Renewable energy costs have fallen sharply over the past decade, driven by steadily improving technologies, economies of scale, competitive supply chains and improving developer experience. Thiago Almeida, Sector Lead: Power and Infrastructure at Nedbank Corporate and Investment Banking spoke to Bronwyn Nielsen about the appetite from commercial banks to finance increased demands, and the interest from most African countries in deploying renewable energies, as well as the lack of required collaboration between the private and public sectors on this matter. – Nadya Swart
Thiago Almeida on whether the renewable energy demand has increased due to the decrease in cost
We have seen an increase in demand, but not as one might have hoped for. I think when we talk about sub-Saharan Africa, we need to split South Africa from the rest of the continent. That’s very important, because they are very distinct markets. If we start with the rest of the continent first, we see great appetite from both commercial banks, but also from the advice in play in this space. We see great opportunities for countries and an interest from most countries in deploying renewable energy. Of course, every country has its own particularities, but in general the appetite is definitely there.
On the issues faced regarding the deployment of renewable energy in Africa
One of the issues that we are faced with on the continent is the fact that it’s very expensive to develop projects and there’s a very long lead time for these projects to come to market. So, although the cost of electricity, well, the cost of the technology in the implementation of these projects has come down tremendously over the last few years – it hasn’t quite delivered in the way we would have liked to see.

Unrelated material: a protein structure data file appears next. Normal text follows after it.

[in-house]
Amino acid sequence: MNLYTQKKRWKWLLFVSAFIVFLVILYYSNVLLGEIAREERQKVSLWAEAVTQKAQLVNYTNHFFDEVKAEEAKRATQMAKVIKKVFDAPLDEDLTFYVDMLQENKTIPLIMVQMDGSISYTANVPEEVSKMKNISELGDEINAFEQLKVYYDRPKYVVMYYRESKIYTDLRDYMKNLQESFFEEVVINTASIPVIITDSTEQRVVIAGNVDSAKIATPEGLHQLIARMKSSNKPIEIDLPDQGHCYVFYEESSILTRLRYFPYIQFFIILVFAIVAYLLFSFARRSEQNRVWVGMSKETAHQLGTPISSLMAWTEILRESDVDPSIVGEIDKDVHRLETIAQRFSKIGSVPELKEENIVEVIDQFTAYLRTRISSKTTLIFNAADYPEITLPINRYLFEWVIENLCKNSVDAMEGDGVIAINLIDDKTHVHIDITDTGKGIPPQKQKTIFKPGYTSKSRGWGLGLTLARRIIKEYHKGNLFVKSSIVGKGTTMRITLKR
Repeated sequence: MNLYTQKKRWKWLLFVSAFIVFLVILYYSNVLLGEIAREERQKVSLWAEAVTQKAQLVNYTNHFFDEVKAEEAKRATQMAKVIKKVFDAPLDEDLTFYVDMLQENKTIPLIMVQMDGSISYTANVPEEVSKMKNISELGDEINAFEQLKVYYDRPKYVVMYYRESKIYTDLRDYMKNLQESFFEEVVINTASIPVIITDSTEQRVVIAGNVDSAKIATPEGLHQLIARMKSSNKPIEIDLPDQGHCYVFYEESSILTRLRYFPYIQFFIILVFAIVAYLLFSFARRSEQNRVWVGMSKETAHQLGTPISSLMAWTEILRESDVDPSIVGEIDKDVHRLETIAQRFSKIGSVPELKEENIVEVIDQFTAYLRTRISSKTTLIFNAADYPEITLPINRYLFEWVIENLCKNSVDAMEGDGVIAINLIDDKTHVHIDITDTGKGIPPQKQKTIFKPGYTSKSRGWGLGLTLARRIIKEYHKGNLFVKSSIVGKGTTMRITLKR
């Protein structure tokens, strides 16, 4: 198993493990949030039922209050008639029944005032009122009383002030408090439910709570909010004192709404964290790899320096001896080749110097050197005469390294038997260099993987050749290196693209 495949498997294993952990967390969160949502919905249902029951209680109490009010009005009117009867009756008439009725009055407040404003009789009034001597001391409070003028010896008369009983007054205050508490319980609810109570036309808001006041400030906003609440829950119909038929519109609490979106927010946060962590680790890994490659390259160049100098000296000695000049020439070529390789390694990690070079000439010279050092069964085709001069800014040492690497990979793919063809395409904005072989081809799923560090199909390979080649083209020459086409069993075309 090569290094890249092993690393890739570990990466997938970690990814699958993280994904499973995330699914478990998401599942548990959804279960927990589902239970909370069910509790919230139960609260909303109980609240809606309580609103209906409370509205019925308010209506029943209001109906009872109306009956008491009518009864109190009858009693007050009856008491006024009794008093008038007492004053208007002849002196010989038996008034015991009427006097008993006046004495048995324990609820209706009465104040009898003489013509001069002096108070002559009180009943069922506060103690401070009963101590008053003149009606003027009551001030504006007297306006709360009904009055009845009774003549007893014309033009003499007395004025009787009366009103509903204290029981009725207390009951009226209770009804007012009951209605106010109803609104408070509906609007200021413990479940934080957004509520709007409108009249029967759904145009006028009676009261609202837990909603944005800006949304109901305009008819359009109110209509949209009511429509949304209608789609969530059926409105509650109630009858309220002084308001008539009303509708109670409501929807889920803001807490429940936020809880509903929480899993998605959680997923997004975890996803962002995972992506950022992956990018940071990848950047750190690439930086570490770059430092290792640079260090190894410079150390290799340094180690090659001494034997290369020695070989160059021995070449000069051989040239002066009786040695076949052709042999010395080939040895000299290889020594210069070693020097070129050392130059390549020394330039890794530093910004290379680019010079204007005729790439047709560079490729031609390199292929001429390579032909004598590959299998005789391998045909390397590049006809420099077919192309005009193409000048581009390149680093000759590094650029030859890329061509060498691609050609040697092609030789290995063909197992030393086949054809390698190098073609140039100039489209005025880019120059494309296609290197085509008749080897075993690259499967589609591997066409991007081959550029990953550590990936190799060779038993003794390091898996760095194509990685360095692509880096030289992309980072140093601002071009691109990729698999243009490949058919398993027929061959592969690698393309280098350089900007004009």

A lot of countries in sub-Saharan Africa are still very much tied to long term BPAs (Blanket Purchase Agreements) that are generally generating electricity from oil and gas products. That in itself is an issue. And that, coupled with political instability, the lack of reforms in the sector, is a problem. But it’s not all doom and gloom. From the banking side, there are plenty of de-risking mechanisms that are in place and that can be tapped into with the support of the advice and the export credit agencies for us to be able to successfully deliver some of these projects into the right parts. But we haven’t seen them taken up the way that we would like to have seen.
On private public sector collaboration
There are some very good examples where it has gone very well, but not at the volume that we would like to see of public private partnerships. If we take South Africa, for example, and the REEEP (Renewable Energy and Energy Efficiency Partnership) programme, it’s very successful in the way that its methodology is structured, in its targets and so on. However, it has struggled with very long procurement dates and, as a result, it’s been lumpy.
We need more private participation in the sector and not just on the generation. We need to focus on unbundling many of our national utilities in order to make them more efficient and to really, truly be able to include the private sector, not just on the generation, but on the transmission lines, on the distribution network, even on collection. Collection is a key problem that we have had in the past. And if we can’t collect, we can’t service these debts. So, there’s a lot more space for private participation in the sector.
- Arvana Singh of Nedbank CIB on spearheading sustainable growth
- No energy answers are blowing in the wind
- SA and Africa’s educational level lends itself to renewable energy – Lipschitz
(Visited 114 times, 114 visits today)